Let sleeping dogs lie

Discover the wise adage 'let sleeping dogs lie' and its use in daily language.

Let sleeping dogs lie

Have you ever heard someone say “let sleeping dogs lie” and wondered what snoozing pups have to do with avoiding trouble? Well, dive in with us as we explore this idiom that’s as wise as it is old!

What does “Let sleeping dogs lie” mean?

When we say “let sleeping dogs lie,” we mean it’s better not to disturb a situation or restart an argument that has already been resolved. It’s like saying, “If things are calm, keep it that way!” So, next time there’s a disagreement that’s been settled, or a problem that’s no longer causing trouble, remember this handy phrase.

Where does “Let sleeping dogs lie” come from?

This old saying has been around for centuries! It first appeared in English in Geoffrey Chaucer’s poem “Troilus and Criseyde,” written in 1374. Chaucer wrote, “It is nought good a sleping hound to wake,” which basically means the same thing. The French were using a similar phrase even earlier in the 14th century: “Ne reveillez pas le chien qui dort,” which translates to “Do not wake the dog that sleeps.” Imagine how a grumpy, woken dog might snap or growl—it’s easy to see why this advice stuck!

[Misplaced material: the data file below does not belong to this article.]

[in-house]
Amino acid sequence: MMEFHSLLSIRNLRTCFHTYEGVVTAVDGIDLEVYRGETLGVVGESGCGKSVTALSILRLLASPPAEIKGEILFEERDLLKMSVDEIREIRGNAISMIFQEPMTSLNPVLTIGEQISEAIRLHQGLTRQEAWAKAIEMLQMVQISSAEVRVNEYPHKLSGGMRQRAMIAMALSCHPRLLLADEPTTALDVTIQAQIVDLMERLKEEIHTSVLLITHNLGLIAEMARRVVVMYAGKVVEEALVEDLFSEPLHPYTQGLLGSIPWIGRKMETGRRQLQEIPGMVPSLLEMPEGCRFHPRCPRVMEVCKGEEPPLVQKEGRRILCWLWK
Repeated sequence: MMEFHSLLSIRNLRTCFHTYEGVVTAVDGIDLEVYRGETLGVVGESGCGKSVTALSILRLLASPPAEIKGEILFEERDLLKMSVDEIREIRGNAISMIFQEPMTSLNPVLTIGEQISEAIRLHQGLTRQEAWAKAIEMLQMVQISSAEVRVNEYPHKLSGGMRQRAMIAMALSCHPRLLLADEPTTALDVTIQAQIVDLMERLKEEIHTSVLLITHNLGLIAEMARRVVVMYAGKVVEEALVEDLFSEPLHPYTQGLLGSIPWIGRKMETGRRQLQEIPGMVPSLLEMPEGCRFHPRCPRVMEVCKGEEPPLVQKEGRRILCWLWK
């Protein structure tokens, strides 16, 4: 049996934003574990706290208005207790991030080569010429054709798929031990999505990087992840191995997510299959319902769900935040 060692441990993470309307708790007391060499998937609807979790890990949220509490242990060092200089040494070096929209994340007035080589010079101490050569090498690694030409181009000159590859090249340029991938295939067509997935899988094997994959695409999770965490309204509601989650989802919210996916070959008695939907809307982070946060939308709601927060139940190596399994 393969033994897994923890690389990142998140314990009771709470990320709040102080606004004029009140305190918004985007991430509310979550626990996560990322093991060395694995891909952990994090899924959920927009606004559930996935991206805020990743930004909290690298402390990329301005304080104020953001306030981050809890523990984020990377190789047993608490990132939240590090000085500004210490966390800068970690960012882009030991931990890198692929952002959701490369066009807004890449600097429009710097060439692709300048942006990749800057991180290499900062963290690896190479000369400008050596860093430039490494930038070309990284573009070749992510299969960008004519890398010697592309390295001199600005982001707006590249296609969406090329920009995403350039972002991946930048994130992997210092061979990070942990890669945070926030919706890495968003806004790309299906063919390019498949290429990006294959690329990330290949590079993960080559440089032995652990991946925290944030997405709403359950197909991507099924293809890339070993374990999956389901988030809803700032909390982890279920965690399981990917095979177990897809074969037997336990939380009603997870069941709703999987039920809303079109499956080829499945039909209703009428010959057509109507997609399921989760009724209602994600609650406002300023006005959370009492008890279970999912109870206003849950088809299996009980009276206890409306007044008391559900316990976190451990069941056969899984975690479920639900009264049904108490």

How to use “Let sleeping dogs lie”

Ready to use this expression in your everyday chat? Here are some examples to try out with your young ones:

  • “If your friend stopped talking about that old argument, let sleeping dogs lie."
  • "I was going to ask why the vase was broken, but everyone seemed so happy, I decided to let sleeping dogs lie."
  • "Mom, I know you were upset about the spilled paint, but now that it’s cleaned up, let’s let sleeping dogs lie."
  • "When the soccer game got cancelled and everyone was playing happily, their coach chose to let sleeping dogs lie.”

Other ways to say “Don’t stir trouble”

If you’re looking for more ways to say “it’s better not to cause a disturbance,” here are a few:

Don’t rock the boat — Keep things steady and calm, don’t cause a wave!

Leave well enough alone — If everything is okay now, don’t mess with it.

Don’t poke the bear — Just like you wouldn’t poke a sleeping bear, don’t stir up trouble!

Fun ways to practice “Let sleeping dogs lie”

Make learning and practicing this ruff idiom a blast! Here are some fun ideas:

During a family board game, if an old dispute about the rules comes up, use the idiom to remind everyone to keep the peace. Or try making a storybook with your child where characters learn the hard way why it’s important to let sleeping dogs lie.

For something a bit simpler, try drawing pictures of literal sleeping dogs with thought bubbles containing the idiom, making a cute and clear connection between the visual and the saying.

And there you have it!

”Let sleeping dogs lie” is not just about undisturbed dogs—it’s a peaceful approach to life that can help keep our little learners out of unnecessary trouble. Happy learning, and remember—sometimes it’s best to just let things be!